Gospel Reflection for the Third Sunday of Easter Year A – May 4th 2014
Full scripture for this Sunday is available on the Catholic Ireland website. Daily Scripture is also available. Our parish Prayers of the Faithful for this Sunday are made available on the Dublin Diocesan website.
Two of the disciples of Jesus were on their way to a village called Emmaus, seven miles from Jerusalem, and they were talking together about all that had happened. Now as they talked this over, Jesus himself came up and walked by their side; but something prevented them from recognising him. He said to them, ‘What matters are you discussing as you walk along?’ They stopped short, their faces downcast.
Then one of them, called Cleopas, answered him, ‘You must be the only is person staying in Jerusalem who does not know the things that have been happening there these last few days’. ‘What things?’ he asked. ‘All about Jesus of Nazareth’ they answered ‘who proved he was a great prophet by the things he said and did in the sight of God and of the whole people; and how our chief priests and our leaders handed him over to be sentenced to death, and had him crucified. Our own hope had been that he would be the one to set Israel free. And this is not all: two whole days have gone by since it all happened; and some women from our group have astounded us: they went to the tomb in the early morning, and when they did not find the body, they came back to tell us they had seen a vision of angels who declared he was alive. Some of our friends went to the tomb and found everything exactly as the women had reported, but of him they saw nothing.’
Then he said to them, ‘You foolish men! So slow to believe the full message of the prophets! Was it not ordained that the Christ should suffer and so enter into his glory?’ Then, starting with Moses and going through all the prophets, he explained to them the passages throughout the scriptures that were about himself.
When they drew near to the village to which they were going, he made as if to go on; but they pressed him to stay with them. ‘It is nearly evening’ they said ‘and the day is almost over.’ So he went in to stay with them.
Now while he was with them at table, he took the bread and said the blessing; then he broke it and handed it to them. And their eyes were opened and they recognised him; but he had vanished from their sight.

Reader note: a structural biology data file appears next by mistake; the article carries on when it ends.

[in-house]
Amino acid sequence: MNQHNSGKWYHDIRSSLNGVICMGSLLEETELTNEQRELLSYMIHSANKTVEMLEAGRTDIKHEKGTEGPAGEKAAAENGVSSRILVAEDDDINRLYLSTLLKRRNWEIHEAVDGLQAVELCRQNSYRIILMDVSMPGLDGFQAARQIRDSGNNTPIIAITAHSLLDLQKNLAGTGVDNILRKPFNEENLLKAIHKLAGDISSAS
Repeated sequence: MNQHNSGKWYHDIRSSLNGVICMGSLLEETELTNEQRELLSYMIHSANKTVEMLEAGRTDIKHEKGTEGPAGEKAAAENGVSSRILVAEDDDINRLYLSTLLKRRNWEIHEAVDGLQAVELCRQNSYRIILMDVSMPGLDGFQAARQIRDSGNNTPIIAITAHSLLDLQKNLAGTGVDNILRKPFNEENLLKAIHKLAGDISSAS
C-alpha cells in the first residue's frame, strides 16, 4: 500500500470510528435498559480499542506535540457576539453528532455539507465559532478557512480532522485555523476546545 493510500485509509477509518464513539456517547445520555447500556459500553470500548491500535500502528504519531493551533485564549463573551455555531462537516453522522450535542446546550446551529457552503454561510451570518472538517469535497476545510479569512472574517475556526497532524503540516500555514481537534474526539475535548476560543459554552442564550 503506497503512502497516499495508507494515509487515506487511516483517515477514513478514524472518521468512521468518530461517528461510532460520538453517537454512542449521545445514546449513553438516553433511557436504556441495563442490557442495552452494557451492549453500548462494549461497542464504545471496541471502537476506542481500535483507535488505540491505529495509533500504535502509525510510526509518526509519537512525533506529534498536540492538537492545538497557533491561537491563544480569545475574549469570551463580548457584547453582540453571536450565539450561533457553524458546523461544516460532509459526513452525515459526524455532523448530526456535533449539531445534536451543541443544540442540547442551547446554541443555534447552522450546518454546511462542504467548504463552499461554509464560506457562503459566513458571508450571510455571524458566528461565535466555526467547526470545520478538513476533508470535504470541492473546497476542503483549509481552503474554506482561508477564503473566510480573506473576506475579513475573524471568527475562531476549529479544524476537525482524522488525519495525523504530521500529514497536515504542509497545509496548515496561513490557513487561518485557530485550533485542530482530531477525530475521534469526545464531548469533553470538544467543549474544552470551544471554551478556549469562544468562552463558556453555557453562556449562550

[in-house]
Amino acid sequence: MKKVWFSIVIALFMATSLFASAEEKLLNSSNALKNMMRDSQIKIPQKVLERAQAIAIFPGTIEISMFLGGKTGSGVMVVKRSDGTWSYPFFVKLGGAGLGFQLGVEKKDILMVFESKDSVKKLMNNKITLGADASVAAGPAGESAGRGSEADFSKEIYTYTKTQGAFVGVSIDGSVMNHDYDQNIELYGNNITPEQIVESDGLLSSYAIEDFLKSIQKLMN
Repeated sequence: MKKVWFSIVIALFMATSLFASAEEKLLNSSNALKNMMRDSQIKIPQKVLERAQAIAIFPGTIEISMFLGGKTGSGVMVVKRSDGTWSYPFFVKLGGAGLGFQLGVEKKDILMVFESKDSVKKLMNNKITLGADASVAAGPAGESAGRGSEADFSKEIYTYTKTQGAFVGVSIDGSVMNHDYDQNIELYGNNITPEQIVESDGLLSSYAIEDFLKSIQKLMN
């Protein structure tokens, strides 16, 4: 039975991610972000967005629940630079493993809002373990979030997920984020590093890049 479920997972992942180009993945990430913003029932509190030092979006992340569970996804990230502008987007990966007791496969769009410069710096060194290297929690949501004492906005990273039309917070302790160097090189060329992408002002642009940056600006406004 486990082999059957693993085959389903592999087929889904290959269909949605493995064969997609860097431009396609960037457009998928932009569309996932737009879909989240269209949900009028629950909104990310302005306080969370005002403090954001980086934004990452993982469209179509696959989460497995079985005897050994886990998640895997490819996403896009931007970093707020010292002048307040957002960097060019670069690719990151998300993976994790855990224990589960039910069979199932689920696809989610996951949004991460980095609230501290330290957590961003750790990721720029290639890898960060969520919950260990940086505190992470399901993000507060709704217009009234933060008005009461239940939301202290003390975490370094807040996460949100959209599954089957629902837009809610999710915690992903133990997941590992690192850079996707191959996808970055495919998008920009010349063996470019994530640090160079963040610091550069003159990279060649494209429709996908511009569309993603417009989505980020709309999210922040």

Then they said to each other, ‘Did not our hearts burn within us as he talked to us on the road and explained the scriptures to us?’
They set out that instant and returned to Jerusalem. There they found the Eleven assembled together with their companions, who said to them, ‘Yes, it is true. The Lord has risen and has appeared to Simon.’ Then they told their story of what had happened on the road and how they had recognised him at the breaking of bread.
I have met many people who found this story really helped at times when they were down – hopes gone, illness and many of the crosses of life. Like for the apostles, Jesus was not visibly present – vanished and then they knew he was raised…like us. The presence, active and loving remained. He had accompanied them in a dark journey of life.
He found them
Jesus went to them; he did not await their visit. Somehow he knew that people of his ‘set’ were in darkness and maybe despair. This is the call of the church – to be with us in prayer, community and service always, and especially for what Pope Francis calls ‘the peripheries of life’. Most of us spend some time there, and appreciate the help of love and faith.
Then they went to tell the story of how they were changed. Faith grows in sharing it. A father said – ‘in my child’s first communion, I got faith stronger.’ If we are honest and open with each other in faith, the faith of everyone grows.
Here and Now
They told their story of Jesus in the here and now. Not reminiscing on what things were once like in Galilee. Notice this week where the Lord is present in love, care, creation, an uplift of joy, prayer and the Eucharist.
Every journey of life can be an Emmaus journey where we meet the Lord. Every altar can be the altar of Emmaus, and indeed every meal can be a time of friendship, care and nourishment for body and for soul.
Donal Neary SJ